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Photos courtesy of NYC H2O
Photos courtesy of NYC H2O
Join NYC H2O at a pair of community listening sessions about the Ridgewood Reservoir.

If you’re interested in learning more about the Ridgewood Reservoir and the potential future of the site, NYC H2O, a nonprofit organization that educates people about NYC’s waterways and ecology, is hosting two community listening sessions in Glendale and Brooklyn later this month.

On Tuesday, May 23, at P.S. 68 located at 59-09 St Felix Ave. in Glendale at 7 p.m., and on Thursday, June 1, at the YMCA located at 570 Jamaica Ave. in Brooklyn at 7 p.m., participants will gather to talk about one of Ridgewood’s natural resources.

In April, the reservoir was reclassified from a Class C “High Hazard” to Class A “Low Hazard” dam after the New York City Parks Department completed a New York State Department of Environmental Conservation (DEC) application.

“The new classification for the walls of the reservoir should help to protect it from redevelopment or construction that does not respect its unique ecology,” said Matt Malina, director of NYC H2O. “There were prior plans to breach the walls which would have damaged the ecosystem and rendered the space unusable for years while demolition took place. It is worth noting that the prior plans are still on the Parks Department webpage. And while we agree that surrounding neighborhoods can always use additional athletic fields, we believe other locations are more appropriate and respect this currently underappreciated unique natural area — a real treasure for both boroughs and the whole city.”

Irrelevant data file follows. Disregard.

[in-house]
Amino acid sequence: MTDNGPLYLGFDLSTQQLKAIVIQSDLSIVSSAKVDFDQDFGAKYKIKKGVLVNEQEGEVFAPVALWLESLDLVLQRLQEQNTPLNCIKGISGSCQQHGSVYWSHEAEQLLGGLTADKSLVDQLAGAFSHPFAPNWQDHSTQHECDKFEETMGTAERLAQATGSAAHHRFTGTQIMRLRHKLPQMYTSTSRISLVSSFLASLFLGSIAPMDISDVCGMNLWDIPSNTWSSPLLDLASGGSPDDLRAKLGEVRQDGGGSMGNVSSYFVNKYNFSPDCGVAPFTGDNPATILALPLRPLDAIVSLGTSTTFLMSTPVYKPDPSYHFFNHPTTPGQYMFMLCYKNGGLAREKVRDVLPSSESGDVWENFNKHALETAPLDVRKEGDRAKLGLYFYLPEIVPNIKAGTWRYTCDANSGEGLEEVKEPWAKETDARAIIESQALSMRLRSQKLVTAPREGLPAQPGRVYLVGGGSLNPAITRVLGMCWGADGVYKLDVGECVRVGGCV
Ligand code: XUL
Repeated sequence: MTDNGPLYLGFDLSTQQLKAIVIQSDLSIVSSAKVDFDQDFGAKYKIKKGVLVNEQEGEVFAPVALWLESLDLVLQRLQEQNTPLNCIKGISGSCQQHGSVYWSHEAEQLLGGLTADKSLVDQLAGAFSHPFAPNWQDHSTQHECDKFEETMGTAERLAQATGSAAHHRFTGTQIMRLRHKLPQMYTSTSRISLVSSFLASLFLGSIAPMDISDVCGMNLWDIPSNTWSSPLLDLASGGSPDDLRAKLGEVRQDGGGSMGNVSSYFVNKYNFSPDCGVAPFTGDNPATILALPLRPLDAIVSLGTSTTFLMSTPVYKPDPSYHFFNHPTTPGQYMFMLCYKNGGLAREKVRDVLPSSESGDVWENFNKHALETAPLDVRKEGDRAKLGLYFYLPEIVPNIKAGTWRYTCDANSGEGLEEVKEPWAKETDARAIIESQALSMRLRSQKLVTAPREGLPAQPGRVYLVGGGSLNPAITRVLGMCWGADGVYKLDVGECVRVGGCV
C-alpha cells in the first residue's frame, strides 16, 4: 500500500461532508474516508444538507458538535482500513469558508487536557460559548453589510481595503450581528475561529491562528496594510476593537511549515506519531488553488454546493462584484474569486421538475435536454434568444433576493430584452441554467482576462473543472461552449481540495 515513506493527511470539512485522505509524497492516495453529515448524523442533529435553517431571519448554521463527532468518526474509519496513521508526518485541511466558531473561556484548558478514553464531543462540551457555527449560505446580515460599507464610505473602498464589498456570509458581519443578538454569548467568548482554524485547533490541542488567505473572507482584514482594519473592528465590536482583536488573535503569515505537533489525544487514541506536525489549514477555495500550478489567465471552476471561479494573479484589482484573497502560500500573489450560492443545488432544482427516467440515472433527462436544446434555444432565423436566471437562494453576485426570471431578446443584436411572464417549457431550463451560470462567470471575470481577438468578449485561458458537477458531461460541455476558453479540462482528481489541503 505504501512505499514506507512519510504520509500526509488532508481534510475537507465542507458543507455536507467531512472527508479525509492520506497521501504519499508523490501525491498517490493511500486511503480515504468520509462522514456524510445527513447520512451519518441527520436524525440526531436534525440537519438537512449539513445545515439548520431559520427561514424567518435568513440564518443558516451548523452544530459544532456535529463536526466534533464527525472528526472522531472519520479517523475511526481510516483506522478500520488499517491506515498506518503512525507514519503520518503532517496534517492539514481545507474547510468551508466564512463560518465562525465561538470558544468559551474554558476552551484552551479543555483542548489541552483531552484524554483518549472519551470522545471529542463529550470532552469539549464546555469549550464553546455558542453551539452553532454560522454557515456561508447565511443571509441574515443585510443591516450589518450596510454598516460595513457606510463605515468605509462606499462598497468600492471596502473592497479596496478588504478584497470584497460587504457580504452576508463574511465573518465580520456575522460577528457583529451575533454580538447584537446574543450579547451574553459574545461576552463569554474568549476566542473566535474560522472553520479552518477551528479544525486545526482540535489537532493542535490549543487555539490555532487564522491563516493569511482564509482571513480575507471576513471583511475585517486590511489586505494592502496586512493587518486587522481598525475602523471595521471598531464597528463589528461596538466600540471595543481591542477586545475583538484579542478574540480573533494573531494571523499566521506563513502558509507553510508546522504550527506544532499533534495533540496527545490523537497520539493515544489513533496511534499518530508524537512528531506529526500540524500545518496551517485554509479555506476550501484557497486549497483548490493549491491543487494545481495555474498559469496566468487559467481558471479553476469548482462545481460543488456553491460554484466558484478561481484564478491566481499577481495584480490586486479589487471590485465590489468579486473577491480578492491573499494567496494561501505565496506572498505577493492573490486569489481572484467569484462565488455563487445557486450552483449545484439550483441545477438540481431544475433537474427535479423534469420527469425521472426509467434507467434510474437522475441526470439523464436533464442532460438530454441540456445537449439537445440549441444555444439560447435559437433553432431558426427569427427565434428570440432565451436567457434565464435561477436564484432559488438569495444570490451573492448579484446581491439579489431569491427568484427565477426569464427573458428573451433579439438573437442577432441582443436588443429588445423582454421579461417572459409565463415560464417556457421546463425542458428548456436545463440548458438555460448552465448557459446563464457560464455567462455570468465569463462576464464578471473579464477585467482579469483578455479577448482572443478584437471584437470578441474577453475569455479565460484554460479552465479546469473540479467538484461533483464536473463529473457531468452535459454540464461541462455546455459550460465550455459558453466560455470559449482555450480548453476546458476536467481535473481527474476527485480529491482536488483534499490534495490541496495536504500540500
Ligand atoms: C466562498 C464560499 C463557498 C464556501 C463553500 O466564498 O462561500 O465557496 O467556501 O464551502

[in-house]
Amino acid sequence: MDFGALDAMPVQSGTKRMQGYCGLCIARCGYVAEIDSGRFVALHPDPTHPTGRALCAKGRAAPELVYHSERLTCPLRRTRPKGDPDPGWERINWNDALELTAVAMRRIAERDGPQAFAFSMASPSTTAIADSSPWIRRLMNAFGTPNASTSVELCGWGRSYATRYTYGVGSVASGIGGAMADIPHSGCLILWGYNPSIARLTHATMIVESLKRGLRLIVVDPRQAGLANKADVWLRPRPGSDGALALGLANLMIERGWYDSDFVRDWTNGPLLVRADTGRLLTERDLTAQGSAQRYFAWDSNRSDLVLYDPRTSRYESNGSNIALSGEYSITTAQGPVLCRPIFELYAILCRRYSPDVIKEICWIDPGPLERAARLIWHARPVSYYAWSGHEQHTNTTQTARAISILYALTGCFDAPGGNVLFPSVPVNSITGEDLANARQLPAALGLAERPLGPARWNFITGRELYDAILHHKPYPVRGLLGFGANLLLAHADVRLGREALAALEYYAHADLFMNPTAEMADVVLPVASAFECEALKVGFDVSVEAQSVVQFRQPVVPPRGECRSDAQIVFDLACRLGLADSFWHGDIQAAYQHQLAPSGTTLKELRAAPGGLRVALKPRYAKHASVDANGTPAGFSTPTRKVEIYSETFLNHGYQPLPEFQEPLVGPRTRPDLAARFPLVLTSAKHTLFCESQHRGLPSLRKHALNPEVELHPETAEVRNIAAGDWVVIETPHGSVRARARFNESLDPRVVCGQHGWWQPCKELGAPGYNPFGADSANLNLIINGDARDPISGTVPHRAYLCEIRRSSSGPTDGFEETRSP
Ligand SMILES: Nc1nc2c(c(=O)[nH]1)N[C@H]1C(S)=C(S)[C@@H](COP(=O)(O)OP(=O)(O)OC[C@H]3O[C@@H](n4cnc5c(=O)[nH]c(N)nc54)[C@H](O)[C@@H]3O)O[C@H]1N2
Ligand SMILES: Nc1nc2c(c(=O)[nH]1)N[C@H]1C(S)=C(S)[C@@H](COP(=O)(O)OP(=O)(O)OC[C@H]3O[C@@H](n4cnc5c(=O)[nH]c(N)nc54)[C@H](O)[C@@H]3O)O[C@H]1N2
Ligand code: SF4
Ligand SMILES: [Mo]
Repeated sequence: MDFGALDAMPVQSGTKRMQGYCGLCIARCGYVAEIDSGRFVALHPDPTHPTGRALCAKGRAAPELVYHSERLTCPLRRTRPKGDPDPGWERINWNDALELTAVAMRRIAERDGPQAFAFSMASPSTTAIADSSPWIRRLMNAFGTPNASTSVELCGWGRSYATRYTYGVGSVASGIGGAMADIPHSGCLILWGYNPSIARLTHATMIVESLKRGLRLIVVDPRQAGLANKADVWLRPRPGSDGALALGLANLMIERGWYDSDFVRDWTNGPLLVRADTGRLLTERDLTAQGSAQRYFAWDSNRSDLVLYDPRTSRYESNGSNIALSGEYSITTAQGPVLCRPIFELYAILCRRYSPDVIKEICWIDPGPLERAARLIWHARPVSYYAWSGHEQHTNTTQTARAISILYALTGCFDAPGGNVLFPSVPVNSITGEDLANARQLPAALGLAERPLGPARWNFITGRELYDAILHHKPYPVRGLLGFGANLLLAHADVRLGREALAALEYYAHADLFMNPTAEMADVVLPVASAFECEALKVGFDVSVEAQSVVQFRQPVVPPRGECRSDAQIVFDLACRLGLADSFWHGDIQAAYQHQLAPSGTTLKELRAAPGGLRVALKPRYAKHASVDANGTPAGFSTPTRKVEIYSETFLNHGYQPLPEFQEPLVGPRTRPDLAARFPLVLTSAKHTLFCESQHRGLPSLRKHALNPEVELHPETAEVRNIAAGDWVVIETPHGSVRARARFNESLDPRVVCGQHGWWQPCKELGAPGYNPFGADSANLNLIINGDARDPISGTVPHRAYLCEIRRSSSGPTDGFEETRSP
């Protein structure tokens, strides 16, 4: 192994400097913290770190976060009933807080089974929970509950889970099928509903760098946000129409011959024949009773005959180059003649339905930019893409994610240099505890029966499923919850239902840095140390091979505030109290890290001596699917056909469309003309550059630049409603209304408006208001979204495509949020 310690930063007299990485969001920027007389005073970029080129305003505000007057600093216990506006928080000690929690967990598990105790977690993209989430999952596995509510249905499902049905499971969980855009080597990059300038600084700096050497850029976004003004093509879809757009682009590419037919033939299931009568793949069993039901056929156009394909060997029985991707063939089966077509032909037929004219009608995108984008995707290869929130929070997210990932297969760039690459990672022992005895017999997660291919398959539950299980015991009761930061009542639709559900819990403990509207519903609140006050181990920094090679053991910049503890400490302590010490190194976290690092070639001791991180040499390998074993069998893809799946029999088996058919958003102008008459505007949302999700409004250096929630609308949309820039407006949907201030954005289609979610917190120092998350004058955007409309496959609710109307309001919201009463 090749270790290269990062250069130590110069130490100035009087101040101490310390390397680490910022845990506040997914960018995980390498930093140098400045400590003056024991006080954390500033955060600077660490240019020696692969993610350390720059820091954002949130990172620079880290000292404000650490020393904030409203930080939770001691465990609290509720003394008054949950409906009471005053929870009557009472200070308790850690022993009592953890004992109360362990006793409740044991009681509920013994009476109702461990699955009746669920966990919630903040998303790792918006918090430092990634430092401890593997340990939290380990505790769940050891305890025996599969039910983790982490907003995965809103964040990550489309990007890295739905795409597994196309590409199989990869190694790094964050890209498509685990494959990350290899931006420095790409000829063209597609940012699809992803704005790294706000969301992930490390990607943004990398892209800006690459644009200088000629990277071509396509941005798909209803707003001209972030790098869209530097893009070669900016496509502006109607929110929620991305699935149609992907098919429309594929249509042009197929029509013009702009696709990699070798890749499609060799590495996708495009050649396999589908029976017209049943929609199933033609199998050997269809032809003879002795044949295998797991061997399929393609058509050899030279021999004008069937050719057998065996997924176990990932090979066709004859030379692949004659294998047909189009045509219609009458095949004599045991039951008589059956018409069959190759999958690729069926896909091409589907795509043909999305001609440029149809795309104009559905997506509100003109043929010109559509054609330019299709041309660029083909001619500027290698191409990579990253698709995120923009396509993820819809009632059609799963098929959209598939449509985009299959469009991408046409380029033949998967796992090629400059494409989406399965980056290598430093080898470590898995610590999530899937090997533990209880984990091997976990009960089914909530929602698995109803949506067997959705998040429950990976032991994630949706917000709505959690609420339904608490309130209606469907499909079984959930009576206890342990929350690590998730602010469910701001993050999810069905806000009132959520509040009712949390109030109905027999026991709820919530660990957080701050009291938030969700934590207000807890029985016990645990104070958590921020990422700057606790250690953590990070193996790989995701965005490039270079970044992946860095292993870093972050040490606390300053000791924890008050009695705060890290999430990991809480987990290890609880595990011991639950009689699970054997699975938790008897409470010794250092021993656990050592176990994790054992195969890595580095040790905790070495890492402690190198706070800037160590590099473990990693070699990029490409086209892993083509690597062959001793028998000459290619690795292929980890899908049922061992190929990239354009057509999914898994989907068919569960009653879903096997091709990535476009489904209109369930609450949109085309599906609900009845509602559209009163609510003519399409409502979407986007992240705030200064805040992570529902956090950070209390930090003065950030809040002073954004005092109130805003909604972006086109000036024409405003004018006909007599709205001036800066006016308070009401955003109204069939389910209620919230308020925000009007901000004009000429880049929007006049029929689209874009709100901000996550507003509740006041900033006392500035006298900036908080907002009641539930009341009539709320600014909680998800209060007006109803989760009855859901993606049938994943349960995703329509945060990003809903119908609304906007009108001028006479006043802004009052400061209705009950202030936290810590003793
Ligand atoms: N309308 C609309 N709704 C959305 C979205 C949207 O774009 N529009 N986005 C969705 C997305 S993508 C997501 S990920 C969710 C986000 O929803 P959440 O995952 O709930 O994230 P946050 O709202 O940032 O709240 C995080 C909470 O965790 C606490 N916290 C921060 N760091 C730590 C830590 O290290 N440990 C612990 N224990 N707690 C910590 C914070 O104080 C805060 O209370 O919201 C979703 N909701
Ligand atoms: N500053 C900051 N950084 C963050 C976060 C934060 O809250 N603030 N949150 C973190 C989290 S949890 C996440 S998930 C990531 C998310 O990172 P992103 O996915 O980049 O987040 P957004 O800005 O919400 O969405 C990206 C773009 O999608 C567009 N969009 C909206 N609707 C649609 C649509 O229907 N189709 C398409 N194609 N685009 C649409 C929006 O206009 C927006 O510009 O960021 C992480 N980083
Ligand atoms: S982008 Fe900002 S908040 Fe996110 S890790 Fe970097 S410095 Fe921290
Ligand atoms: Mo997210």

At the meetings, Malina will lead discussions on topics related to the reservoir including not only the reclassification of the site, but also what that means for the reservoir, a potential wetland delineation and Critical Environmental Area designation by the Parks Department and DEC, and the status of the reservoir’s application to be listed on the NY State and National Historic Registers.

The groups will also touch on some of the challenges the Ridgewood Reservoir and its visitors face such as pedestrian walkway access and safety, providing a bus stop at the site, the illegal use of ATV on the reservoir’s pathways, as well as natural dangers to the reservoir like invasive species of plants.

NYC H2O conducted a survey to find out what people would like to see at the Ridgewood Reservoir, and out of the 333 who responded, a majority wanted to bring a nature center to the site.

“We’d also love to see a nature center built at the reservoir. Since 2014, we have brought over 2,500 students to the Reservoir and will bring 1,000 more this spring,” Malina said. “We engage the students with their water system and ecology. The Reservoir is a cultural and ecological treasure for New York’s children. Seeing how students respond with wonder and curiosity when introduced to one of the City’s most beautiful, ecologically diverse and historic settings is inspiring. We want to introduce more people, children and adults, to this amazing treasure.”

To RSVP for one of the community listening sessions, visit


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